Worries about drowning come with heat in US

Published 6:18 am Sunday, July 8, 2012

ST. PAUL — As heat across a big chunk of the U.S. drives people into pools and lakes to cool off, public health officials are worried about a heightened risk of drowning.

Minnesota has had more drowning deaths so far this year than any time in the past decade, and officials in Illinois and Michigan are seeing an uptick in some areas, too. Drowning deaths historically go up in the summer months, but the intensely hot weather may also be putting even more people at risk as they flock to water for relief, some without swimming skills.

“When you’ve got more people out there, the chances of someone getting hurt or killed are increased just by the fact you’ve got numbers on the water,” said Kim Elverum, spokesman for the Minnesota Department of Natural Resources. “You’ve got ability and so on from one end of the scale to another out there.”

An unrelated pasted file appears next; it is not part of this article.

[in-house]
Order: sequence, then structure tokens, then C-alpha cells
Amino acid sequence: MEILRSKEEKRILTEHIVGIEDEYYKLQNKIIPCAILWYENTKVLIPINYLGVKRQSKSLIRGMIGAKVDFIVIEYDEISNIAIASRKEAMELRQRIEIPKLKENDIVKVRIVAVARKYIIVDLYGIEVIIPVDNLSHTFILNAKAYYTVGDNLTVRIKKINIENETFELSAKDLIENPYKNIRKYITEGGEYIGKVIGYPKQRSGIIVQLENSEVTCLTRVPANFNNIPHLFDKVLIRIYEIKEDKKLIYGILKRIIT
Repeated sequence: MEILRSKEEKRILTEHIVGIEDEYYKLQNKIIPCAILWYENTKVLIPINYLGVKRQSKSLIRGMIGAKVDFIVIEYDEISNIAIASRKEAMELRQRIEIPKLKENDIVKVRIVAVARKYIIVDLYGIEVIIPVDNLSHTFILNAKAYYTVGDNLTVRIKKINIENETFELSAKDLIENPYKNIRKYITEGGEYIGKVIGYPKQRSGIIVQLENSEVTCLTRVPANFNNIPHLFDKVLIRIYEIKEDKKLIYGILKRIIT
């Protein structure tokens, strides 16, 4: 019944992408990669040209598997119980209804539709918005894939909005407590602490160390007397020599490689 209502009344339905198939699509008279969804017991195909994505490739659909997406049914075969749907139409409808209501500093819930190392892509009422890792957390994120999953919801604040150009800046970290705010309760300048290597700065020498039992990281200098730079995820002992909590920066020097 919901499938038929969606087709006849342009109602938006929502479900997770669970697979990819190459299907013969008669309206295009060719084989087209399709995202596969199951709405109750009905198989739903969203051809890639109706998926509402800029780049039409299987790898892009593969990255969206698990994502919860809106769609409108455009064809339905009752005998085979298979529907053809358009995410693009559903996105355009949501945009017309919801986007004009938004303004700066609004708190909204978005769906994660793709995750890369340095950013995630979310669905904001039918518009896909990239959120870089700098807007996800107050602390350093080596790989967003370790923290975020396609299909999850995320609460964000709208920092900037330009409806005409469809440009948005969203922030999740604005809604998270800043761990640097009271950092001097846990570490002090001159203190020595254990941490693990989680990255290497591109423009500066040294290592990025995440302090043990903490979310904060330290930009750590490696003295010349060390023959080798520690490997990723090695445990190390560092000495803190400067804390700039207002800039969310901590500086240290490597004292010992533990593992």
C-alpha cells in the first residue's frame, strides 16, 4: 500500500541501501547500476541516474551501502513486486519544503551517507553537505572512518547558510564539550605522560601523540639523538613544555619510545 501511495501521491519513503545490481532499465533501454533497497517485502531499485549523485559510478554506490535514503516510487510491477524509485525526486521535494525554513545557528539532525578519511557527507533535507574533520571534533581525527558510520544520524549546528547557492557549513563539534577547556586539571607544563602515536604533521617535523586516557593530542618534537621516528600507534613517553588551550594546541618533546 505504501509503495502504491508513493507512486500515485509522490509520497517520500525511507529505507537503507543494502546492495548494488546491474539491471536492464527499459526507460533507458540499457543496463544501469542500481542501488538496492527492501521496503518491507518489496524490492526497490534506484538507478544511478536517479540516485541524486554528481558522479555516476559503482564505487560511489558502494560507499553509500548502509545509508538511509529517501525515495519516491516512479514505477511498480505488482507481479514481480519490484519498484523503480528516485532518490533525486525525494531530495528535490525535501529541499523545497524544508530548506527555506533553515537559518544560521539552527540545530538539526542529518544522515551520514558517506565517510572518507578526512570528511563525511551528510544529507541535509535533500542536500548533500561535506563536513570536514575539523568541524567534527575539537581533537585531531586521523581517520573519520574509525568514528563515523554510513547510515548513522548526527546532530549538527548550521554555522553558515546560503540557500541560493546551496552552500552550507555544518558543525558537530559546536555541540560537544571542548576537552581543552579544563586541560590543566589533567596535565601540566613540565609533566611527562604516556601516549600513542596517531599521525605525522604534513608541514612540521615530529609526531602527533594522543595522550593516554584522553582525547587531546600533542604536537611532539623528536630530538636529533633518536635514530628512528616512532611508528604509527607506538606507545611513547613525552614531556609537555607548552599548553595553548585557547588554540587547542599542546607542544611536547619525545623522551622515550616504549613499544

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Much of the central and eastern U.S. has experienced particularly hot weather in recent days, with temperatures climbing into the 100s in several cities. In the Midwest, even low temperatures have been setting record highs, meaning people aren’t able to get relief even overnight.

In Chicago, Reggie Banks wondered whether heat drove his 22-year-old nephew, a strong swimmer who played high school water polo, into Lake Michigan on the Fourth of July. Mahlik Harris’ body was pulled out of the water after he went missing while swimming in the lake, where he might have gotten a cramp that made it impossible for him to swim back to shore. An autopsy is pending.